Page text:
To the surprise of many in the charitable sector, the somewhat arcane policy of the “disbursement quota” for charities is under review. This federal rule, contained in the Income Tax Act, has been applied since 1976 to the assets of charities not used for charitable activities or administration, which are most often endowments. It requires charities to spend a minimum amount each year on their own charitable programs or on gifts to qualified recipients.

The goal of the quota is to prevent undue accumulation of these assets and to ensure that assets are disbursed for charitable purposes and activities. The decision to review the quota appears to be related to the financial pressures of the pandemic on charities. But Finance Canada should be careful about updating regulations for the charitable sector in reaction to the moment.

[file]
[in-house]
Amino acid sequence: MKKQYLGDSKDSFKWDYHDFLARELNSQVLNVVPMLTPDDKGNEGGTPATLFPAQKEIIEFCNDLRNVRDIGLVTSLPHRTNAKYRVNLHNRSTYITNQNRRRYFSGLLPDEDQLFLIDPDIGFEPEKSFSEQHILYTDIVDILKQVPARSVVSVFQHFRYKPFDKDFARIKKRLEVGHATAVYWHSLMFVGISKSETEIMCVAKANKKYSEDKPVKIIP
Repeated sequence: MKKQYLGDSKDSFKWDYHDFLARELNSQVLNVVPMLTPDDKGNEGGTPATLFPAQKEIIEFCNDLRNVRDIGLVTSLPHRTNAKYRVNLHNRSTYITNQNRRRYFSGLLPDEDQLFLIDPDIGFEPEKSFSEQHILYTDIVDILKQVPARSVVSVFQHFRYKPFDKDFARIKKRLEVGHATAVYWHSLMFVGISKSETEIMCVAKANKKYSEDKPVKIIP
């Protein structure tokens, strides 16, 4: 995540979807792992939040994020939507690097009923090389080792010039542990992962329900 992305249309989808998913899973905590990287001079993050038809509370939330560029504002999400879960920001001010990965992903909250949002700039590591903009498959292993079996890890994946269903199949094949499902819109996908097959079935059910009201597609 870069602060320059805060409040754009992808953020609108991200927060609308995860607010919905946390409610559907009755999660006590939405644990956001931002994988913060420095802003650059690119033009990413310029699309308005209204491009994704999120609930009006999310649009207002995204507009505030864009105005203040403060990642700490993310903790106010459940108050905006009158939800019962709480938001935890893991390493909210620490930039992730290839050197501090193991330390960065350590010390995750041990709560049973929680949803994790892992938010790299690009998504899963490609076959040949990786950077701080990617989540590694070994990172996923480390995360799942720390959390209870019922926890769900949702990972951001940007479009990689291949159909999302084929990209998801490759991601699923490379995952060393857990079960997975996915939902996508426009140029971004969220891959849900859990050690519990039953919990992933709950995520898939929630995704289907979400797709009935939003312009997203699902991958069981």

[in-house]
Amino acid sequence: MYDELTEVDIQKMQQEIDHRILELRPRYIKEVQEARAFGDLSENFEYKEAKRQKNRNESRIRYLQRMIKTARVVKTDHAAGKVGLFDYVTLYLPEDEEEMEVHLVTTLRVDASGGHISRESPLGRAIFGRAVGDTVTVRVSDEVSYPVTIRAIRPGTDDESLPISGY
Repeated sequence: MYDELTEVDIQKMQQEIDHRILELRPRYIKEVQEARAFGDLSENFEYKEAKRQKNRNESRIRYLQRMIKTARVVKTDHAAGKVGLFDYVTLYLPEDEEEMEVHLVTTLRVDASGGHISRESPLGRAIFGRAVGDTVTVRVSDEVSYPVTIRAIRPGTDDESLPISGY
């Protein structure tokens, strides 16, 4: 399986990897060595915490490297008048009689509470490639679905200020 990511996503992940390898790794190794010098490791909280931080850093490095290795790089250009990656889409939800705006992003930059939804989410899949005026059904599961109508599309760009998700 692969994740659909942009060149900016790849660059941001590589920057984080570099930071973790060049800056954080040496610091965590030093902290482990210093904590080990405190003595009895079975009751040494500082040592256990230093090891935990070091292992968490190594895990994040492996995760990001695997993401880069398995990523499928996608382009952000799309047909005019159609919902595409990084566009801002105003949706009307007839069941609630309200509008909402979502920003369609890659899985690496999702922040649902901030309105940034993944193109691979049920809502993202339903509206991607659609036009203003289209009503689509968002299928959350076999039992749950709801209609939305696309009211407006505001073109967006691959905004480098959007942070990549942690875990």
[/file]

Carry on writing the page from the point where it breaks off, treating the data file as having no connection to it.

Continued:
For most of its existence, few people in the charitable sector beyond accountants and charity lawyers have taken much notice of this rule. The current quota applies mostly to charities that are foundations, which follow a model of annual distribution of grants to other charities, in amounts ranging from the mandated minimum 3.5 per cent of capital assets set by the disbursement quota to four per cent or more, depending on a foundation’s approach. The current minimum was set in 2004 and has not been reviewed publicly since then. Most foundations, both private and public, have met or exceeded the minimum and the flow of charitable giving has steadily increased over the last 15 years as more donors create foundations or donor-advised funds.